Panier

WORKING THE LAND AND PROTECTING ITS NATURE

 

Our land and our nature are precious gifts we need to protect.

For the Bayle, Carreau and Jourdan families, this principle has long been the driving force of the vineyards’ success. Sustainability is at the centre of all operational decisions.

Thanks to these efforts, we have received two certifications: High Environmental Value (HVE) and Terra Vitis. These certifications guarantee that our processes follow best practices and our wines are made in the best conditions to safeguard the balance between Man and nature.

 

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Preserving natural resources, as well as protecting our health, is the main goal of the Terra Vitis certification.

 

THIS COMMITMENT IS BASED ON 6 PRINCIPLES

 

1 – RESPECT OUR ENVIRONMENT

We respect our water resources and the biodiversity of our soil in order to grow vines that will yield good and healthy grapes.

2 – PROTECT OUR VINES AND GRAPES

We observe and study the vines carefully to help their natural defences. We only step in when there is no other way to ensure a successful crop.

3 – RESPECT PEOPLE

We strive to provide our employees, farm neighbours and all people with a good environment to protect their health.
We also provide training for all the people working in our vineyards.

4 – INNOVATE AND CHANGE

Year after year, we try to stay ahead of future environmental and health requirements. To do this, we develop and test new techniques with the help of all of our vineyards’ highly qualified staff.

5 – RESPECT OUR COMMUNITY

Because we are environmentally conscious, we make sure all the waste from our estate is reused or recycled.

 6 – RESPECT THE CONSUMER

Each stage of production is audited by an independent organisation. The auditor certifies each vintage. This certification gives our consumer full transparency on our winemaking process from the vine to the glass.

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The HVE label is regulated by the Ministry of Agriculture.
This label aims to define and promote environmentally friendly farming practices.

 

IT FOCUSES ON FOUR MAIN AREAS
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BIODIVERSITY

Biodiversity and agriculture must go hand in hand, because working the land means interacting with nature constantly.

This is why integrating biodiversity into our production techniques is so important when it comes to mitigating the negative impact some farming practices can have on the environment (fertilisation, tillage, crop protection products, mono-cropping, etc.) and maximising biodiversity’s benefits (regulate water, filter pollutants, prevent erosion, pollinate, etc.).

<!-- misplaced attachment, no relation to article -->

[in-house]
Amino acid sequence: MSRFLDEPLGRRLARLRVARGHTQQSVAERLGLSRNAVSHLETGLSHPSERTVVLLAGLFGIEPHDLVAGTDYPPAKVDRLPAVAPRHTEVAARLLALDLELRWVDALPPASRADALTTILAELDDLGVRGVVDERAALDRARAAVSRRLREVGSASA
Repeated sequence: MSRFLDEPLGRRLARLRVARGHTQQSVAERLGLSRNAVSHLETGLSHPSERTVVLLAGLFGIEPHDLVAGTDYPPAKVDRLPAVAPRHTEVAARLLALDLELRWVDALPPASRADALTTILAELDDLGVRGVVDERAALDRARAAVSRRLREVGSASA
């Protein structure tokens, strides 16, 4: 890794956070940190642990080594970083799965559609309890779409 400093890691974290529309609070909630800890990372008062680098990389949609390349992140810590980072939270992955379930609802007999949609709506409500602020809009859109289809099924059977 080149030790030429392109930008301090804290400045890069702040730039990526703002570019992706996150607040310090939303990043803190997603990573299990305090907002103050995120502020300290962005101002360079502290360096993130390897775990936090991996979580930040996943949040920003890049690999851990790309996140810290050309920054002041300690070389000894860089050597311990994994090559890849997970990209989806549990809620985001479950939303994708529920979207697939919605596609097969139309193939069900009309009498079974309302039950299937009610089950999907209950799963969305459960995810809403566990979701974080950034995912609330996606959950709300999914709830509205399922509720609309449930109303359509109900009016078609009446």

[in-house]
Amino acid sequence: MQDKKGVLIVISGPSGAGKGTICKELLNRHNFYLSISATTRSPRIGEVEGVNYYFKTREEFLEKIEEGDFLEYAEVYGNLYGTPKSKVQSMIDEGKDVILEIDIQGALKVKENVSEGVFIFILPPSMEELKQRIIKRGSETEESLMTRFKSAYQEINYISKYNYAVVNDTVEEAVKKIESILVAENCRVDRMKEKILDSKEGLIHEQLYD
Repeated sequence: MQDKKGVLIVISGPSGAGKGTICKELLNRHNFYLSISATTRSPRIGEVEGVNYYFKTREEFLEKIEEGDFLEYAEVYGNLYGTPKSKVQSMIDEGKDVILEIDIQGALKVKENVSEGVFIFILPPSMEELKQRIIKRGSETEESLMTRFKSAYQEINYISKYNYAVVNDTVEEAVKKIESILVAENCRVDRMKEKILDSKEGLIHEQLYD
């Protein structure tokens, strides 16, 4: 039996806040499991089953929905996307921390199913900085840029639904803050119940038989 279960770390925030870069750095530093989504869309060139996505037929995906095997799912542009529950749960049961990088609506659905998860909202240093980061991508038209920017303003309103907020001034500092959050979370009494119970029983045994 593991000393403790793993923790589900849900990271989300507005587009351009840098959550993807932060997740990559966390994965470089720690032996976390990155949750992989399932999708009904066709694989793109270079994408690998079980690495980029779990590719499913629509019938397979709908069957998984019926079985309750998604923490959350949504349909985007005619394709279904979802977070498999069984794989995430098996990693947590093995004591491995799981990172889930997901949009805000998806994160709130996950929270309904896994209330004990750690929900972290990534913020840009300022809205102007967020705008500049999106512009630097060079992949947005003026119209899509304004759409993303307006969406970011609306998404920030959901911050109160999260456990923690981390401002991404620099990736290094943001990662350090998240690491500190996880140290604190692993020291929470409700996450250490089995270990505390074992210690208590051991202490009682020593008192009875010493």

To enhance functional biodiversity, is it crucial to preserve and integrate areas of the farm dedicated to cover crops in order to ensure the survival and reproduction of beneficial insects.

strategie-phytosanitaire
PLANT PROTECTION STRATEGY

Throughout the year, crops are exposed to pests and disease, as well as weeds that can deprive the vines of the nutrients they need. To reduce the impact of these threats on the vines, every vineyard needs to have a clearly defined strategy. The first course of action is the use of plant protection products.

In viticulture, these products usually fall into two categories: herbicides, which will be used to manage weeds, and non-herbicides, which will treat pests and disease problems.

While these plant protection products can help, it is important to use them with caution so as to preserve the environmental balance, and to use natural techniques where possible.

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FERTILISER MANAGEMENT

Fertilisation is an essential part of growing vines, as it not only provides essential nutrients for the vines, but also ensures the soil is healthy.
Organic matter plays a key role, particularly in the storage and regulation of the vine’s nutrients, the quality and stability of soil structure, the soil’s ability to retain water and its biological properties. Fertilisation must therefore be treated with utmost care and dedication.

The environmental challenge of fertilisation lies not so much in limiting the inputs, but rather in enhancing the quality of those inputs and limiting the use of synthetic products.

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IRRIGATION MANAGEMENT

Water management is a key element in the day-to-day of most vineyards. As droughts become more common, crops are more frequently subject to water deficit. Although more and more water is needed every year, it is crucial to address how we use this resource.

To optimise water use and conservation, there are three components to take into account: the plant, the soil and the climate. The plant must be watered according to its specific needs, which will vary depending on the climate, the type of soil, the anticipated yield and other aspects such as soil management. The real challenge is to develop practices that optimise the use of the water that is naturally retained in the soil and to limit additional watering (irrigation).